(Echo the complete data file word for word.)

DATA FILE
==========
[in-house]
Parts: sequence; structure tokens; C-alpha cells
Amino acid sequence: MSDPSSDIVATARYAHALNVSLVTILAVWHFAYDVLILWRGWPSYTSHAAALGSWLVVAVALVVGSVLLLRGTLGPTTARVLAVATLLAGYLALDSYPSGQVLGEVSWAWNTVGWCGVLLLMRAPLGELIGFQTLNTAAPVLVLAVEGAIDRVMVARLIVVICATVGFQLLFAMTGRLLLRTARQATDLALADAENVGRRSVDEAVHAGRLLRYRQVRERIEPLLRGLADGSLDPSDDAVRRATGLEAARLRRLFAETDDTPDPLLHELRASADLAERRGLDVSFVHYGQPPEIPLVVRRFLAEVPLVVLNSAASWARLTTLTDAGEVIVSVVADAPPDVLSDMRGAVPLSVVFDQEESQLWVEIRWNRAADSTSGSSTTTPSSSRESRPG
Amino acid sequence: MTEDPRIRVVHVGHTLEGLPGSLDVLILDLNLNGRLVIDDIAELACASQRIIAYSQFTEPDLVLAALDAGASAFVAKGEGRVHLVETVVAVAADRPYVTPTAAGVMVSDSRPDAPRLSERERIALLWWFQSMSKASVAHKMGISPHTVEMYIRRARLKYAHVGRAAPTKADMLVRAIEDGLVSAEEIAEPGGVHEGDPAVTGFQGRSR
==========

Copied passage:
[in-house]
Parts: sequence; structure tokens; C-alpha cells
Amino acid sequence: MSDPSSDIVATARYAHALNVSLVTILAVWHFAYDVLILWRGWPSYTSHAAALGSWLVVAVALVVGSVLLLRGTLGPTTARVLAVATLLAGYLALDSYPSGQVLGEVSWAWNTVGWCGVLLLMRAPLGELIGFQTLNTAAPVLVLAVEGAIDRVMVARLIVVICATVGFQLLFAMTGRLLLRTARQATDLALADAENVGRRSVDEAVHAGRLLRYRQVRERIEPLLRGLADGSLDPSDDAVRRATGLEAARLRRLFAETDDTPDPLLHELRASADLAERRGLDVSFVHYGQPPEIPLVVRRFLAEVPLVVLNSAASWARLTTLTDAGEVIVSVVADAPPDVLSDMRGAVPLSVVFDQEESQLWVEIRWNRAADSTSGSSTTTPSSSRESRPG
Amino acid sequence: MTEDPRIRVVHVGHTLEGLPGSLDVLILDLNLNGRLVIDDIAELACASQRIIAYSQFTEPDLVLAALDAGASAFVAKGEGRVHLVETVVAVAADRPYVTPTAAGVMVSDSRPDAPRLSERERIALLWWFQSMSKASVAHKMGISPHTVEMYIRRARLKYAHVGRAAPTKADMLVRAIEDGLVSAEEIAEPGGVHEGDPAVTGFQGRSR